Cervical pregnancy

From Wikipedia, the free encyclopedia

Cervical pregnancy
Cervical pregnancy.jpg
Vaginal ultrasonography of a cervical pregnancy at a gestational age of five weeks. See image below for details of the visible structures.[1]
Cervical pregnancy - with descriptions.jpg

A cervical pregnancy is an ectopic pregnancy that has implanted in the uterine endocervix.[2] Such a pregnancy typically aborts within the first trimester, however, if it is implanted closer to the uterine cavity – a so-called cervico-isthmic pregnancy – it may continue longer.[3] Placental removal in a cervical pregnancy may result in major hemorrhage.


The diagnosis is made in asymptomatic pregnant women either by inspection seeing a bluish discolored cervix or, more commonly, by obstetric ultrasonography. A typical non-specific symptom is vaginal bleeding during pregnancy. Ultrasound will show the location of the gestational sac in the cervix, while the uterine cavity is "empty". Cervical pregnancy can be confused with a miscarriage when pregnancy tissue is passing through the cervix.

Histologically the diagnosis has been made by Rubin's criteria on the surgical specimen: cervical glands are opposite the trophoblastic tissue, the trophoblastic attachment is below the entrance of the uterine vessels to the uterus or the anterior peritoneal reflection, and fetal elements are absent from the uterine corpus.[4] As many pregnancies today are diagnosed early and no hysterectomy is performed, Rubin's criteria can often not be applied.


True cervical pregnancies tend to abort; if, however, the pregnancy is located higher in the canal and the placenta finds support in the uterine cavity, it can go past the first trimester. With the placenta being implanted abnormally, extensive vaginal bleeding can be expected at time of delivery and placental removal. While early cervical pregnancies may abort spontaneously or can be managed with excision, D&C, suturing, electrocautery, and tamponading,[3][5] by medication such as methotrexate,[6] and/or by uterine artery embolization,[7] a more advanced pregnancy may require a hysterectomy to control bleeding.[8] The more advanced the pregnancy, the higher the risk for major bleeding necessitating a hysterectomy.[9]

On very rare occasions, a cervical pregnancy results in the birth of a live baby;[10] typically, the pregnancy is in the upper part of the cervical canal and manages to extend into the lower part of the uterine cavity.

A cervical pregnancy can develop together with a normal intrauterine pregnancy; such a heterotopic pregnancy will call for expert management as to not to endanger the intrauterine pregnancy.[11]


The incidence has been reported to be about 1:1,000 to 1:16,000 pregnancies.[8][9][12]

Pregnancies involving the isthmus – the segment of the uterus between the cervix and the fundus – are more common than true cervical pregnancies.[3] While in many situations the cause of the abnormal implantation remains unclear, there is evidence to link the development of cervical pregnancy to uterine instrumentation, specifically repeated D&Cs (dilatation and curettage).[8][9] Cervical pregnancies are to be distinguished from pregnancies that start from an implantation in a scar of a previous cesarean section, so-called scar pregnancies.[2]


  1. ^ Agrell, Jesper (2014). "Ultrasonography of a cervical pregnancy". WikiJournal of Medicine. 1 (2). doi:10.15347/wjm/2014.011.
  2. ^ a b Lin EP, Bhatt S, Dogra VS (2008). "Diagnostic clues to ectopic pregnancy". Radiographics. 28 (6): 1661–71. doi:10.1148/rg.286085506. PMID 18936028.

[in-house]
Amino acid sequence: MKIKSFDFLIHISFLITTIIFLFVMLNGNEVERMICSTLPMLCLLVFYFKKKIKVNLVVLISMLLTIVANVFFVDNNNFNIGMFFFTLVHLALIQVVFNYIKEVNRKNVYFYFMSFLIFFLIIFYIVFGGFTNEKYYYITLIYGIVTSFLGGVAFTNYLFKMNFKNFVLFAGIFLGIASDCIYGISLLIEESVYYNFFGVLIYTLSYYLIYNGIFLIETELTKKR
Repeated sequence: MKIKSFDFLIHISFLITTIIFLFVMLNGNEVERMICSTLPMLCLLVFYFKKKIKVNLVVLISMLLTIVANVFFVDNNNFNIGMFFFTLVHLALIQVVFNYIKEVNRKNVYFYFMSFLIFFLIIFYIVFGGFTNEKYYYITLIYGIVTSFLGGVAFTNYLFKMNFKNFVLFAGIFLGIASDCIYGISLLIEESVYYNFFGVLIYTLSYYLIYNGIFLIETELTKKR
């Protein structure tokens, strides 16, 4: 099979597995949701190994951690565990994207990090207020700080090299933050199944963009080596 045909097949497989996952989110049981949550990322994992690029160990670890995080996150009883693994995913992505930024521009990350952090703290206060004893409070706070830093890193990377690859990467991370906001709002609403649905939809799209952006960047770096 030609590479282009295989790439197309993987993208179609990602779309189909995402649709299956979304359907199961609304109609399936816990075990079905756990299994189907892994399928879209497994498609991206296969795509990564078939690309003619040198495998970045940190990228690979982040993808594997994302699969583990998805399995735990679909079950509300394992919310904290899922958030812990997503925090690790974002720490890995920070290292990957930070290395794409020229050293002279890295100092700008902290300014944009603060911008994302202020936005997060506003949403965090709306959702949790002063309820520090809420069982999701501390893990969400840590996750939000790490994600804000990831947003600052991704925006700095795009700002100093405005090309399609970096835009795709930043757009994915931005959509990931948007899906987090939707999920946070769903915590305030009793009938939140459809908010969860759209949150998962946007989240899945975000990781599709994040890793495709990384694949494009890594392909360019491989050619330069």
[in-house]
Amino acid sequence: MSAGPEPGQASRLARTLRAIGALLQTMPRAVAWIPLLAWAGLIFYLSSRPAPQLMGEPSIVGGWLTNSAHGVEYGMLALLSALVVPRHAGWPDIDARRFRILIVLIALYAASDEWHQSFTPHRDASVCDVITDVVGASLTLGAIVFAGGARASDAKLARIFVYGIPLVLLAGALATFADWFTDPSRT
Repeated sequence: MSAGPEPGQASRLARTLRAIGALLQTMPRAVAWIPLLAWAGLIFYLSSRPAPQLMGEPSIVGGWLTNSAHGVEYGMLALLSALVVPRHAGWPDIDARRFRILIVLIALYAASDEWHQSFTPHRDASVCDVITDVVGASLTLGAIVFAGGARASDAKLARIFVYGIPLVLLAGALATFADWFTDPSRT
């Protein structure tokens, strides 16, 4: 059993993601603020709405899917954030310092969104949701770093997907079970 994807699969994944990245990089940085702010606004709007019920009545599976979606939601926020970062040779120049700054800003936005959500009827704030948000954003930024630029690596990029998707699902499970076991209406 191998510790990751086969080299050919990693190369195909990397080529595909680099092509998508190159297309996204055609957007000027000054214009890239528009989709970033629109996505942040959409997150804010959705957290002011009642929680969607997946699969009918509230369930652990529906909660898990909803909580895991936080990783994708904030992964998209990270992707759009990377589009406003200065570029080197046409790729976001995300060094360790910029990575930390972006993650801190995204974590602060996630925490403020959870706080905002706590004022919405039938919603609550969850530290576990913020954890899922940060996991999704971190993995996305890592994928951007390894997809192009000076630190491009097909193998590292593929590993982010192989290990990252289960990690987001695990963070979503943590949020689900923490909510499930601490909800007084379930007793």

3. ^ a b c Avery DM, Wells MA, Harper DM (2009). "Cervico-isthmic corporeal pregnancy with delivery at term: a review of the literature with a case report". Obstet. Gynecol. Surv. 64 (5): 335–44. doi:10.1097/OGX.0b013e31819f95ff. PMID 19386140. S2CID 205898716.
  4. ^ Dixit N, Venkatesan S (2008). "Cervical Pregnancy : An Uncommon Ectopic Pregnancy". Medical Journal Armed Forces India. 64 (2): 183–184. doi:10.1016/s0377-1237(08)80077-9. PMC 4921565. PMID 27408132.
  5. ^ Kraemer B, Abele H, Hahn M, Wallwiener D, Rajab TK, Hornung R (2008). "Cervical ectopic pregnancy on the portio: conservative case management and clinical review". Fertil. Steril. 90 (5): 2011.e1–4. doi:10.1016/j.fertnstert.2008.06.018. PMID 18710714.
  6. ^ Corticelli A, Grimaldi M, Caporale E (2008). "Conservative management of cervical ectopic pregnancy: case report and review of literature". Clin Exp Obstet Gynecol. 35 (4): 297–8. PMID 19205450.
  7. ^ Nakao Y, Yokoyama M, Iwasaka T (2008). "Uterine artery embolization followed by dilation and curettage for cervical pregnancy". Obstet. Gynecol. 111 (2 Pt 2): 505–7. doi:10.1097/01.AOG.0000286771.10377.4e. PMID 18239001. S2CID 43736830.
  8. ^ a b c Parente JT, Ou CS, Levy J, Legatt E (1983). "Cervical pregnancy analysis: a review and report of five cases". Obstet. Gynecol. 62 (1): 79–82. PMID 6856229.
  9. ^ a b c Vela G, Tulandi T (2007). "Cervical pregnancy: the importance of early diagnosis and treatment". Minim Invasive Gynecol. 14 (4): 481–4. doi:10.1016/j.jmig.2006.11.012. PMID 17630167.
  10. ^ Kotzbach R, Szymański M, Korenkiewcz J, Wasilewski Z, Szymański W (2005). "Ectopic cervical pregnancy terminating in the birth of a live 1800 g infant". Ginekol Pol. (in Polish). 76 (4): 304–7. PMID 16013184.
  11. ^ Shah AA, Grotegut CA, Likes CE 3rd, Miller MJ, Walmer DK (2009). "Heterotopic cervical pregnancy treated with transvaginal ultrasound-guided aspiration resulting in cervical site varices within the myometrium". Fertil. Steril. 91 (3): 934.e19–22. doi:10.1016/j.fertnstert.2008.10.008. PMID 19022428.
  12. ^ Bustamante Sarabia J, Caballero Rodríguez B, del Río Serrano LM (1986). "Ectopic pregnancy in the presence of an intrauterine device. Communication of a case and review of the literature". Ginecol Obstet Mex. (in Spanish). 54: 131–3. PMID 3732842.

External links[edit]